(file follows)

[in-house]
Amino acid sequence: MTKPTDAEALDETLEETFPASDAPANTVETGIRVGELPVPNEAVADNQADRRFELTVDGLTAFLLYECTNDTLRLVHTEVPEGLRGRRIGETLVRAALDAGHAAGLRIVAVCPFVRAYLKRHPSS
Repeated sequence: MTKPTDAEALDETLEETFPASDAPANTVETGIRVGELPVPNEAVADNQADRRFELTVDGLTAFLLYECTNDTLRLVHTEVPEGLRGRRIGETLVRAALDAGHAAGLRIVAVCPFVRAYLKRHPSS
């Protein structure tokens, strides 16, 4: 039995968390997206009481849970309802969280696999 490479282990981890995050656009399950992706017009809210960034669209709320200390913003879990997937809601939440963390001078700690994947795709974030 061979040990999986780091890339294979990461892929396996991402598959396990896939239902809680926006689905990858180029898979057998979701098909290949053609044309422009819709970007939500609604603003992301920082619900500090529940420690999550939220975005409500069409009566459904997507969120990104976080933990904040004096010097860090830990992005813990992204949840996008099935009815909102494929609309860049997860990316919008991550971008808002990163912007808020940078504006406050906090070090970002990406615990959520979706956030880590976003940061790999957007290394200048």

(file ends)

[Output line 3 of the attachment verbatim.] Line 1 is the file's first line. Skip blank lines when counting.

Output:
Repeated sequence: MTKPTDAEALDETLEETFPASDAPANTVETGIRVGELPVPNEAVADNQADRRFELTVDGLTAFLLYECTNDTLRLVHTEVPEGLRGRRIGETLVRAALDAGHAAGLRIVAVCPFVRAYLKRHPSS